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Christian Communism, by Roland Boer, published as a downloadable PDF by Culture Matters, December 2018.

 

 

Marxism and religion
Saturday, 20 April 2019 02:49

Marxism and religion

Published in Religion

Richard Clarke outlines how religion, like any other cultural activity, is capable of both promoting political and social liberation, and being manipulated and controlled by ruling classes who attempt – and very often succeed – in turning it into a force for conservatism.

Most Marxists would say that it is none of their business to judge or comment on any individual’s sincere and deeply-held religious beliefs, provided that these do not encourage prejudice, intolerance or result in harm to others.

Some religious groupings, notably the Quakers, have been prominent in the peace and anti-war movement. Many Jews – not just secular Jews but ultra-orthodox religious Jews as well – oppose the illegal Israeli occupation of Palestinian territories. Catholic ‘liberation theology’ has been a feature of progressive movements in South America.  Many individuals – of all faiths – have managed to combine their religious conviction with a commitment to socialism, even Marxism.

RC Keir Hardie Trafalgar Square 1908

In Britain, the fusion of Marxist theory and Christian beliefs called Christian socialism has a long and honourable tradition. Keir Hardie (1856-1915), the founder of the modern Labour Party declared that “Any system of production or exchange which sanctions the exploitation of the weak by the strong or the unscrupulous is wrong and therefore sinful.” And Hewlett Johnson (1874-1966), the ‘Red Dean’ of Canterbury (1931-1963) was a supporter of the October Revolution, a life-long friend of the Soviet Union, and a chair of the Board of the Daily Worker, the predecessor of today’s only socialist national newspaper, the Morning Star.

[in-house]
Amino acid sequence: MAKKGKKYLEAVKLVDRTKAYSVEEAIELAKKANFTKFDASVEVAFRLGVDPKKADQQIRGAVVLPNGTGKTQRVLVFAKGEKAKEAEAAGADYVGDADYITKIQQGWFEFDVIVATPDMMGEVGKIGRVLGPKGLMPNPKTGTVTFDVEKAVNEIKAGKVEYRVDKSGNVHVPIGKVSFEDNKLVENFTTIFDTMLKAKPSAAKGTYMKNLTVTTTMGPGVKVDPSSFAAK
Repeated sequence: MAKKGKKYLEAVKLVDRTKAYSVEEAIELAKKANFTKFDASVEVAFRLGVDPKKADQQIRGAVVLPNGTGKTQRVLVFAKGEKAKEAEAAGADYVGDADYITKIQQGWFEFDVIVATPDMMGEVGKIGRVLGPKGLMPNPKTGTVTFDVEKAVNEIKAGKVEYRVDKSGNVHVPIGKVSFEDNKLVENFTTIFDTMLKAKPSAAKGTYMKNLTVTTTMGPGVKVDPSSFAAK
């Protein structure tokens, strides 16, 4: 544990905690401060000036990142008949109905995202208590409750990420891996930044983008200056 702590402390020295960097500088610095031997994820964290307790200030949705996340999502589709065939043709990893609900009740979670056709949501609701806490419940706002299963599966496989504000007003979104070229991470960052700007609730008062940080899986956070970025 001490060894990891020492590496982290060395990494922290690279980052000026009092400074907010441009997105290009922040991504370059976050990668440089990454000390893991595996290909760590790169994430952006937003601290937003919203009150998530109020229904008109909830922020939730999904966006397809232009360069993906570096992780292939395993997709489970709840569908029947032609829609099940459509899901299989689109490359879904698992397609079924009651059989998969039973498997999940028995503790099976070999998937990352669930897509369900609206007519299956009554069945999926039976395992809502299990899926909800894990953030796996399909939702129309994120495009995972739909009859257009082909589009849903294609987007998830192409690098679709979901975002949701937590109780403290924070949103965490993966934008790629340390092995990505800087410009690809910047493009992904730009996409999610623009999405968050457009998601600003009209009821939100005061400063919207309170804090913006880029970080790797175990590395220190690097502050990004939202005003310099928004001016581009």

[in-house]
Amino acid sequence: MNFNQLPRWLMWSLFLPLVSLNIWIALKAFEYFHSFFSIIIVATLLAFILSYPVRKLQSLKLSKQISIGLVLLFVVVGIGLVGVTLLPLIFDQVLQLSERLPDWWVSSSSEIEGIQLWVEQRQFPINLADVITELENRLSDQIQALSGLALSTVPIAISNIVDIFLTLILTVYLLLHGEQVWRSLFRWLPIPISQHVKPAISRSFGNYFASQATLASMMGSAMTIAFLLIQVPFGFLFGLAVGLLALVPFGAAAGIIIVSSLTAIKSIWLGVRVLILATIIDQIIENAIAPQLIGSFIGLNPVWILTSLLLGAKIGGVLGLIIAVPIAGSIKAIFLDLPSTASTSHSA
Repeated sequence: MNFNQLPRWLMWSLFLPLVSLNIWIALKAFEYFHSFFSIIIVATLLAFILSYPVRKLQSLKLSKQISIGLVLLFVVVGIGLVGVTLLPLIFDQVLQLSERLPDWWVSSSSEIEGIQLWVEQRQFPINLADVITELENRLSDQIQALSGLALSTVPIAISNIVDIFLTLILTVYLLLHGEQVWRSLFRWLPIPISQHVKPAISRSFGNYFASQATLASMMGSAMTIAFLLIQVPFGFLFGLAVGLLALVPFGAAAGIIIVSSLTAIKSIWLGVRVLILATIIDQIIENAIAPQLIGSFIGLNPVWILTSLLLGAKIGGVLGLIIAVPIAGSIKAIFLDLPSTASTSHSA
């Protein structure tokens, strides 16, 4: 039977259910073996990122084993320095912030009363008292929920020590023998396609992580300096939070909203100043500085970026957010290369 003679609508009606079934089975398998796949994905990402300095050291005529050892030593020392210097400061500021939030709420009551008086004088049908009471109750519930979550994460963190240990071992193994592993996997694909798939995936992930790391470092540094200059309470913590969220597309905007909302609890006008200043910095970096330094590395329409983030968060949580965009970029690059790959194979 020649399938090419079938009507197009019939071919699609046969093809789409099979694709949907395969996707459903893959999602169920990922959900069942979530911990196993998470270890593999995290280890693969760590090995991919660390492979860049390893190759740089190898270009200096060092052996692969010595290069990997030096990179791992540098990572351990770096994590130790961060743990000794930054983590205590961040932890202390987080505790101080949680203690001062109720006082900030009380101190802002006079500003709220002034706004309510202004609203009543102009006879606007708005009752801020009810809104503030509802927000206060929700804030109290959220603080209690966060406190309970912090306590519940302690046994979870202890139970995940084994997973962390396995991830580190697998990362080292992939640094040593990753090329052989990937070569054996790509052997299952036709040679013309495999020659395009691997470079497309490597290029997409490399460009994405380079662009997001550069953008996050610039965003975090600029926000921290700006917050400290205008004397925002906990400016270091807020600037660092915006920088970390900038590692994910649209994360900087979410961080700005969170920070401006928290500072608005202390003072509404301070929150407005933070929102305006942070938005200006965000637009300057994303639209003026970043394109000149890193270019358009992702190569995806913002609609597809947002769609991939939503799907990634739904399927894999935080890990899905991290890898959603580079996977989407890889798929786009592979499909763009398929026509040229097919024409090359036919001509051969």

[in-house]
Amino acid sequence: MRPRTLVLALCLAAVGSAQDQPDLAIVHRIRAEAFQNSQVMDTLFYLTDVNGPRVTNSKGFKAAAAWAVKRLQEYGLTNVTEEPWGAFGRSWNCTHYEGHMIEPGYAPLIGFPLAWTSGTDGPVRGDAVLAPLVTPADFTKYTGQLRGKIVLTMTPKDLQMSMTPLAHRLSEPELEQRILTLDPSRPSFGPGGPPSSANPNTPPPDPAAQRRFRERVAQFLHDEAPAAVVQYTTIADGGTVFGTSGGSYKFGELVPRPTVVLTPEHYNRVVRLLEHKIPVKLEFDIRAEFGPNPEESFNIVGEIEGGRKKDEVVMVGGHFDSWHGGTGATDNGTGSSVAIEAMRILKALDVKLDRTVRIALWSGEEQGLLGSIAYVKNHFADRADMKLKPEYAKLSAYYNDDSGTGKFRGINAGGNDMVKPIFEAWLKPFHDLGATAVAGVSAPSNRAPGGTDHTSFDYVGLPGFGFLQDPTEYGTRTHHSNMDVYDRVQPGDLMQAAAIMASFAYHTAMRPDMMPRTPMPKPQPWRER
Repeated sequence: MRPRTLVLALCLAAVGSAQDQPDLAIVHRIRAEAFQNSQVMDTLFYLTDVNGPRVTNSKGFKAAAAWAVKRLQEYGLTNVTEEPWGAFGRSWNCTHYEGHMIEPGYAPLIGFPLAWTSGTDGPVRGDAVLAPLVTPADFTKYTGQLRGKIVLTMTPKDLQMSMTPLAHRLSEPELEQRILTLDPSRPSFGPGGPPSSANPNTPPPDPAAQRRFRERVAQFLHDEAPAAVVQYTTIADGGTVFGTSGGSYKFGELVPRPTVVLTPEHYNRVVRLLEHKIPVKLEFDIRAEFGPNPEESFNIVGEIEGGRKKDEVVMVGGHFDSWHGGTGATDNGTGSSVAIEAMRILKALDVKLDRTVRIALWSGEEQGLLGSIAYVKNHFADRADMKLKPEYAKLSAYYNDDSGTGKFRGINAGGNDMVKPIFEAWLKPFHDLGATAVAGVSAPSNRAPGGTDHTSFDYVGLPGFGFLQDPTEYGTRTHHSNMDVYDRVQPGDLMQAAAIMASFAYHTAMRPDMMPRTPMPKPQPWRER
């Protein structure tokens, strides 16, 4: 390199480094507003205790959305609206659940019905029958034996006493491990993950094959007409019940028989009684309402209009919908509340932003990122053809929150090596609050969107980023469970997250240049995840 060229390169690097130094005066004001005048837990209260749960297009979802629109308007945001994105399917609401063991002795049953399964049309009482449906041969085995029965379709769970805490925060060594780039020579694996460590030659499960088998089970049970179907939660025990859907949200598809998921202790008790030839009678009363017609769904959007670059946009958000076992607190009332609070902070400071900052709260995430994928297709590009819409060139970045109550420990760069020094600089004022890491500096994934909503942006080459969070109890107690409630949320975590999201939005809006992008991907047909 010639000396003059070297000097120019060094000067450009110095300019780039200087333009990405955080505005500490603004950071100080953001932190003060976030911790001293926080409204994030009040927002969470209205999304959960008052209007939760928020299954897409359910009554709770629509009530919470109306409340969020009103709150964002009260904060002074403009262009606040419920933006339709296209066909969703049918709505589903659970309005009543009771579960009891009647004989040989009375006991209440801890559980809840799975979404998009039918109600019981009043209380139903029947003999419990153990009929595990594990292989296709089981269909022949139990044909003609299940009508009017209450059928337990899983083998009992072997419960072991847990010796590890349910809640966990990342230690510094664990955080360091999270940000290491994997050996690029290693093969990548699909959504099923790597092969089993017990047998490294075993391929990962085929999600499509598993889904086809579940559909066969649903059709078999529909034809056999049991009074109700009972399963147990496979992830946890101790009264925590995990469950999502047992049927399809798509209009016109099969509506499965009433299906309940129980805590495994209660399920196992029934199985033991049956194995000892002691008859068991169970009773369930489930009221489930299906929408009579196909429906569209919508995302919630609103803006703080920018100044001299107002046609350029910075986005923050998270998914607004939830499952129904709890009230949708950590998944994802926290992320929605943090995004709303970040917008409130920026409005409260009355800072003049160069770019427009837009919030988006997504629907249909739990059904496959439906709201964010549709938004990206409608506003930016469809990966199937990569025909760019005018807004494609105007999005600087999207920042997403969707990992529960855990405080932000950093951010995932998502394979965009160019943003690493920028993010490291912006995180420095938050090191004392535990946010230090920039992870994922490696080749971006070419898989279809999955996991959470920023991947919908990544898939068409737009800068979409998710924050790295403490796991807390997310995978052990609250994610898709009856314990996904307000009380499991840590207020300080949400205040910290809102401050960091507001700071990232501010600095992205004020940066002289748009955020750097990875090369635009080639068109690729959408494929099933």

Religion in and of itself is no indicator of people’s political orientation or of their personal qualities. At the same time Marxists would challenge the liberal exhortation to ‘celebrate all faiths’. The ‘faiths’ that are purportedly celebrated are not, of course, just matters of individual conviction. They are institutionalised belief systems. Religion is primarily a social and historical phenomenon. As Marx observed, ‘Humanity makes religion, religion does not make humanity.’ Britain’s own Head of State is, after all, also the head of the ‘established’ Church of England.

On a philosophical level, Marxism questions the truth of any religion that assumes the existence of a supernatural being not subject to the laws of nature but who responds to the adulation and entreaties of his/her/its worshippers. In engaging with religious believers, however sympathetically, Marxists do not conceal their materialist belief that everything that exists is part of nature and subject to laws which – in principle at least - can be discovered by human action and used by humanity to shape our own future.

However, notwithstanding the gendered language of his time, Marx’s position on religion is a lot more subtle and sympathetic than is commonly thought: